Those interpretations of Islam are being propagated out of schools that receive organizational and financial funding from Saudi Arabia. In fact, I would push it further: that these schools would not have existed without Saudi funding. They would not have proliferated across Pakistan and India and Afghanistan without Saudi funding. They would not have had the kind of prowess that they have without Saudi funding, and they would not have trained as many people without Saudi funding.
What is a madrassa?
It's a seminary. It's where students of different ages, as young as nine or ten, go to learn religious education and to be schooled first of all in reading and then in religious studies. In the old times, it substituted for regular elementary education and higher education, and ultimately produces quote, unquote, clerics. In other words, scholars, preachers, you know, religious community leaders who conduct the religious affairs of a community.
But you're saying the influence of the Saudis in these schools has been to create a certain kind of Islam, not your mainstream Islam?
Well, first of all, because of the Afghan war, we have a new kind of madrassa emerging in Pakistan-Afghanistan area.
And throughout Central Asia, right?
They've been spreading throughout Central Asia, but there have been Central Asian students, Filipino students, Indonesian students, Nigerian students, Arab students, thanks to scholarship funding provided from Persian Gulf and Saudi Arabia, that have been going to these schools.
And I'm also told in Kurdistan and all kinds of places.
All kinds of places. Now these Afghan madrassas, how they differ from the traditional madrassas is that they were not really so much concerned about scholarship. They were more concerned about training religious fighters who would go into the Afghan field and fight. I mean, the phenomenon of Taliban, meaning religious seminary students--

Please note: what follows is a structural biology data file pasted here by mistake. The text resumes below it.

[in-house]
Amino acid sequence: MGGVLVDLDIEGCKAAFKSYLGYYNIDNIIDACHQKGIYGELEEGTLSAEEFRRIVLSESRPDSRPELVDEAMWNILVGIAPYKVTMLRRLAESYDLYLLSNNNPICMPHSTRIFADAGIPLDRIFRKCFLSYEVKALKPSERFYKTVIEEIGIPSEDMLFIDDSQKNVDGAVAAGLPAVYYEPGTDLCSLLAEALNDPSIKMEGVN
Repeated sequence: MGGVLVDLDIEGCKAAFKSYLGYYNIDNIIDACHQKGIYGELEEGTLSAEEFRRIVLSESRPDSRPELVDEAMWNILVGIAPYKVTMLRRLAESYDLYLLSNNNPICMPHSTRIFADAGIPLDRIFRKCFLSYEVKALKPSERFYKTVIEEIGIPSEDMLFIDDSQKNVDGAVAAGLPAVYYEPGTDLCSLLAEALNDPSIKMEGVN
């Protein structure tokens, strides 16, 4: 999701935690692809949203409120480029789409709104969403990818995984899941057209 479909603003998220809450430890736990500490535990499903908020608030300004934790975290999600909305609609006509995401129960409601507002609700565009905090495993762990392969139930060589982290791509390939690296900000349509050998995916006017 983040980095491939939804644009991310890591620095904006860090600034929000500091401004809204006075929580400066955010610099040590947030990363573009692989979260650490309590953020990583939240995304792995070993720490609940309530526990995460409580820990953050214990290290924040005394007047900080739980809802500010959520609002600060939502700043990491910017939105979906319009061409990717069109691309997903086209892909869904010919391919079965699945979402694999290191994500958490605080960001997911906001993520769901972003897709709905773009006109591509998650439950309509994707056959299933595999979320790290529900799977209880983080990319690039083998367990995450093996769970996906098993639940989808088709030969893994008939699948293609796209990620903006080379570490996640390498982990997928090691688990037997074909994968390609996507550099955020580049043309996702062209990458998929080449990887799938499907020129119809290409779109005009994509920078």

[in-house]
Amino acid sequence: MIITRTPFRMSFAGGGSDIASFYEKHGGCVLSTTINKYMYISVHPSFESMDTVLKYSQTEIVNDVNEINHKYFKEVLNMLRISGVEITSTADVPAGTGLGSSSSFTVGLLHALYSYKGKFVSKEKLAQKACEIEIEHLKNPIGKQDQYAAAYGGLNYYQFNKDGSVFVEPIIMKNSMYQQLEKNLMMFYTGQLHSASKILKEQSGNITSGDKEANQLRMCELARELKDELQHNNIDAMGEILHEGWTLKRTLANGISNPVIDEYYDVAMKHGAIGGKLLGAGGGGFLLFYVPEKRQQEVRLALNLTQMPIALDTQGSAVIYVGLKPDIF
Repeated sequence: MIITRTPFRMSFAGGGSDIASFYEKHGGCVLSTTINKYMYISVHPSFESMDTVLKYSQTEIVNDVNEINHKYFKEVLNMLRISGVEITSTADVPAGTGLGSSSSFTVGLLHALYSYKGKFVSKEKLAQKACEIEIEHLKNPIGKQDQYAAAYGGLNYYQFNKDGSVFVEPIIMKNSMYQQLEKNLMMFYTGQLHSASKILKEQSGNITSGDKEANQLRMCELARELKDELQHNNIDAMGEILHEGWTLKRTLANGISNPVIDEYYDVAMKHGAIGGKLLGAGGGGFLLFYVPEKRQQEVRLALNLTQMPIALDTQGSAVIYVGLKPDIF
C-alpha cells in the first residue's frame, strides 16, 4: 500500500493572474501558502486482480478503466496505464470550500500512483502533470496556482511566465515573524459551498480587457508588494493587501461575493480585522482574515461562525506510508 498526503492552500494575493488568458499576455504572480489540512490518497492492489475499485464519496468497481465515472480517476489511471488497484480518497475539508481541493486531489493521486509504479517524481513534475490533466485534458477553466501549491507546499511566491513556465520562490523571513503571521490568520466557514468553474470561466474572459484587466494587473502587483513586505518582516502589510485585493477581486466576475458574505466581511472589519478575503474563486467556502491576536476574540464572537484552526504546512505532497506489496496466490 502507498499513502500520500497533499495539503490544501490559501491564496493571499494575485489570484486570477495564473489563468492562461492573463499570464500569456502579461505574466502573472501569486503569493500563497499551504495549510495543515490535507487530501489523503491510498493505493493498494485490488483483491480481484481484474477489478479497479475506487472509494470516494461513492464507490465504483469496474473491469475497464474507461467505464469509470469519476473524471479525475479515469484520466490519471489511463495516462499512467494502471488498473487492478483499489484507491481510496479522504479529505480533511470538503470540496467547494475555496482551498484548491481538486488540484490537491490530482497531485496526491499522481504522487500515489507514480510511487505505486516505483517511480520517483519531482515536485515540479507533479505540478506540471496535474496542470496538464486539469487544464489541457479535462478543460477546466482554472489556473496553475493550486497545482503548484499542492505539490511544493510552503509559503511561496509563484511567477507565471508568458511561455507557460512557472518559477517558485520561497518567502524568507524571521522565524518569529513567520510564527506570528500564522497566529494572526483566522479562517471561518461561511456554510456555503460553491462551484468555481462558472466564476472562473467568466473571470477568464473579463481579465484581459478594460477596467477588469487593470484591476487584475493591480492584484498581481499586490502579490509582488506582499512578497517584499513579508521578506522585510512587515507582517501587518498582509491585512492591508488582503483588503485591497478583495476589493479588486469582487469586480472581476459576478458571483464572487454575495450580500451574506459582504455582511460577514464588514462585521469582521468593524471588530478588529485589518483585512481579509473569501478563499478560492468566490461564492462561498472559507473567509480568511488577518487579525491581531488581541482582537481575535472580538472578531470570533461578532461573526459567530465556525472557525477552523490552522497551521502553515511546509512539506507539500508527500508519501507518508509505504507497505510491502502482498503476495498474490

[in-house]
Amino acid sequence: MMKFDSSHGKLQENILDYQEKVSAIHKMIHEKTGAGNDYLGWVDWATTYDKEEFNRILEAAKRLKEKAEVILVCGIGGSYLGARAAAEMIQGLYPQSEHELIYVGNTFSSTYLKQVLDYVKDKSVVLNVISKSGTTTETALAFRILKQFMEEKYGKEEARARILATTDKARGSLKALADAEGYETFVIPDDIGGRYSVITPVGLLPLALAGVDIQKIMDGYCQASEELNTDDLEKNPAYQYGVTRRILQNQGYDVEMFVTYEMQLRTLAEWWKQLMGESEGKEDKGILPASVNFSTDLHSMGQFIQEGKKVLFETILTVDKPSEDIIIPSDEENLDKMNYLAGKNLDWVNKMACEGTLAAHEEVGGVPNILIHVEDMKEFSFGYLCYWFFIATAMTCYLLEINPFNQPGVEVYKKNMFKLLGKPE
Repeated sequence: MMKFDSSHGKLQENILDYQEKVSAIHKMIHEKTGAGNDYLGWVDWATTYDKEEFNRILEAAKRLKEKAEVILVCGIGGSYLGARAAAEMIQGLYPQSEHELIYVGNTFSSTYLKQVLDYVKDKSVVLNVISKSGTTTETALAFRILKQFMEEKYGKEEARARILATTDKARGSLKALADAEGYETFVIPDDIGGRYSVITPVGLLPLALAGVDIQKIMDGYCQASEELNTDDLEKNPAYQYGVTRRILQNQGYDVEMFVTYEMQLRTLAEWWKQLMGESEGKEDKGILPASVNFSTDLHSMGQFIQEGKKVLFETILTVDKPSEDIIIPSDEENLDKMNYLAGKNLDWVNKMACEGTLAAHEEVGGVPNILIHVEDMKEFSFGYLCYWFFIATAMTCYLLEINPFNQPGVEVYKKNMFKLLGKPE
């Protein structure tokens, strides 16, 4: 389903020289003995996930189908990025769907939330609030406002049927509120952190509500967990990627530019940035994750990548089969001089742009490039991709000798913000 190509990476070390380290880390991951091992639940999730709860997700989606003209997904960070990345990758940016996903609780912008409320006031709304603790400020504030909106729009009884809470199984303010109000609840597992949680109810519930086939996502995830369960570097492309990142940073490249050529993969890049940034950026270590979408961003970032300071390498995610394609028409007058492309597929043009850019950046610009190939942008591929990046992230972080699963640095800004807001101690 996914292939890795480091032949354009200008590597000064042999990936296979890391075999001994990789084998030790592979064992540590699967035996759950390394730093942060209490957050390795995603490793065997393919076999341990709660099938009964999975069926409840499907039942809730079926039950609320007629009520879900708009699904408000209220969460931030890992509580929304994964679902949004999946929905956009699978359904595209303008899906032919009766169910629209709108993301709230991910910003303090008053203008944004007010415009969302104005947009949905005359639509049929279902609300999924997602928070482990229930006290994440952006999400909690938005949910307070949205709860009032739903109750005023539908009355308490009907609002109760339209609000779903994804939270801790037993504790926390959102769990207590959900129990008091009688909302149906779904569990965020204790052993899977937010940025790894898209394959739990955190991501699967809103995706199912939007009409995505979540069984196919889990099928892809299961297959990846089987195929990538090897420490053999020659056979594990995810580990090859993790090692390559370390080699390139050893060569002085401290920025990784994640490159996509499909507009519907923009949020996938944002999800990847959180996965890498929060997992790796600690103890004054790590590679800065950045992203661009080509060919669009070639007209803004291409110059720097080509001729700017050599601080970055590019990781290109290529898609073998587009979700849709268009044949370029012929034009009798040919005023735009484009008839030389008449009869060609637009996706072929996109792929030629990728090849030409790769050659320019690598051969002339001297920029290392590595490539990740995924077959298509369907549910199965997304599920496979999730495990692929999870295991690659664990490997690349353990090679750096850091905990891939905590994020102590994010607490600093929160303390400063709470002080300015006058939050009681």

That's what the word means.
The word means. Who are they? Are they budding preachers? Are they scholars? How much scholarship do they have? Are they better trained in throwing grenades than interpreting religious law? These are all open questions.
So you have the whole rise of, if you would, Islamic West Points, or Islamic military camps, Islamic guerilla camps along the border, which mix a dosage of Islam with a lot of military training. Then they also train a new generation of mosque leaders and clerics who go open their own madrassas or go populate mosques from Jakarta to Rabat.
But I thought that in the 1980s, when the Saudis started to really spend a lot of money on this, that they were doing this in a sense with our approval to help isolate Iran and the rise of fundamentalist Shi'ism?